In a tranquil corner of the grounds of the University of Oklahoma College of Law sits a bust of a woman, her eyes closed in silent reflection and concentration.
The bust is a sculpture of Ada Lois Sipuel Fisher, the first Black woman to attend the University of Oklahoma College of Law. The artist who teased the delicate curls of hair and the smooth complexion of the subject is Sohail Shehada, a professor of sculpture and drawing at OU.
“Dean Guzman said she wanted a sculpture of Ada Lois Sipuel Fisher. She saw what I had done and liked it,” Professor Shehada said. That was the beginning of the process that culminated in the sculpture’s placement in the Ada Lois Sipuel Fisher Garden.
In order to capture the moment of calm reflection, professor Shehada began by learning about Ada Lois Sipuel Fisher.
In 1946, Ada applied to the University of Oklahoma College of Law. Though her academic prowess was never in question, she was rejected because the law of Oklahoma at the time prohibited integrated classes. The resulting lawsuit would take three years to work its way through the court, finally ending up in the United State Supreme Court where it was determined that Ms. Fisher should have the same education opportunities other Oklahomans.
The Ada Lois Sipuel Fisher bust was unveiled on Oct. 26, 2023.
It was her cool determination that Sohail Shehada sought to capture in his art.
Professor Shehada teaches classes in sculpture and drawing at the university and has developed two courses for the university’s African Studies program.
He said his first step in creating a bust is to research the person. When he was initially approached about creating a bust of fisher, he was already working on a sculpture of famed Black opera singer Marian Anderson, who also battled segregation and prejudice.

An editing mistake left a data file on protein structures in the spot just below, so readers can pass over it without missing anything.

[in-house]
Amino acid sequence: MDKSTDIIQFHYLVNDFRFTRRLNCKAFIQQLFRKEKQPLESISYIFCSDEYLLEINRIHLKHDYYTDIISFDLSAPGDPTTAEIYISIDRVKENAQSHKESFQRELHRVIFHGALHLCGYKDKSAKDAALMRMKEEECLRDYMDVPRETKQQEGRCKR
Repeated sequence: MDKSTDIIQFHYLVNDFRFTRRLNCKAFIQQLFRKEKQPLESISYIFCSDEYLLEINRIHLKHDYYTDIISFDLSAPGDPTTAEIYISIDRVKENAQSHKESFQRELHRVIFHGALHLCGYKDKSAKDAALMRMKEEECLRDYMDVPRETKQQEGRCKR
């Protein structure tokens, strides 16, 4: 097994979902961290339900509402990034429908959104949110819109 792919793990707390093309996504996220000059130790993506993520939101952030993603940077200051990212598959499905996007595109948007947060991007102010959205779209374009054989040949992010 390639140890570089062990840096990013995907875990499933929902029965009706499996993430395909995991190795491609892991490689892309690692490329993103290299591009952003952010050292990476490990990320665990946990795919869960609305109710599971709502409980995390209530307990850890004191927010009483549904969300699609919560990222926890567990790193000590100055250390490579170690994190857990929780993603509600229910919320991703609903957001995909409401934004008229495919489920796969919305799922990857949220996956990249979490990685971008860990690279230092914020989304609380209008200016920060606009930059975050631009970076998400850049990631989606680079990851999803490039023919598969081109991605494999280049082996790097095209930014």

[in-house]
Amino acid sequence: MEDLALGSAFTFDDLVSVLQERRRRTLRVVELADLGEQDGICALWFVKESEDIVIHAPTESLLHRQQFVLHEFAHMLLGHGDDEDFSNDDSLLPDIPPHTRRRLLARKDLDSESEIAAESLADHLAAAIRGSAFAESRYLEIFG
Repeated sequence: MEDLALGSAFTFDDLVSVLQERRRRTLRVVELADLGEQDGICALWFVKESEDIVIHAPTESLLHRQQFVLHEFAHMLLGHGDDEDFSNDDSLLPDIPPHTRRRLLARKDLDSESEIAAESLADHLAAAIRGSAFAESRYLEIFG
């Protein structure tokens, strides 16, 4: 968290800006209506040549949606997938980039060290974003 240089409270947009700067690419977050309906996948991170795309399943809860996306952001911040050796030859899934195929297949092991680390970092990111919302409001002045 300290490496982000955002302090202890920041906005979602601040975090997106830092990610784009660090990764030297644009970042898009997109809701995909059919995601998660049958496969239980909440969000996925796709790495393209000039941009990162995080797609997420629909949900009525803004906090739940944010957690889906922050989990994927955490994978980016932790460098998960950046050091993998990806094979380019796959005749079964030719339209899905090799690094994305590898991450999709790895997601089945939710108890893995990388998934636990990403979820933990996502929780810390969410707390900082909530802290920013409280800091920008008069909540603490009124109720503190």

“She was denied the opportunity to sing in Constitution Hall in Washington,” Shehada said. “So she sang at the Lincoln Memorial on Easter Sunday.”
“Whenever I do a bust, I research the subject. I read articles about Ada Lois and I wanted to capture that reflective moment. I wanted her to seem at peace and calm,” he said. “The garden is such an intimate space. It’s peaceful and reflective.”
The sculpture is the second of his pieces to grace the grounds of the law school.
His first piece is a massive limestone sculpture done, he recalls, at the behest of then-President Boren.
The piece celebrates the history and enduring nature of the law. An inscription reads: “Each generation in its turn must protect and preserve the rule of law. This sculpture by Sohail Shehada trace the changing face of the legal profession from a small elite group of men in earlier centuries to a broadly diverse group of men and women of all cultural and economic backgrounds as we begin the third millennium. It reminds us that not just the privileged few, but all of us must be steward of the law if it is to endure.”
As Professor Shehada speaks, the parallels between art and law become clear. His students, like the students in the law school, come in with raw talent that is then shaped and honed.
“It’s your role to guide them. You give them the foundation and then you see how far they can take it,” he said. “You can teach them how to do it, but they have to have that passion. It takes time, effort and energy. Eventually the practice pays off.”
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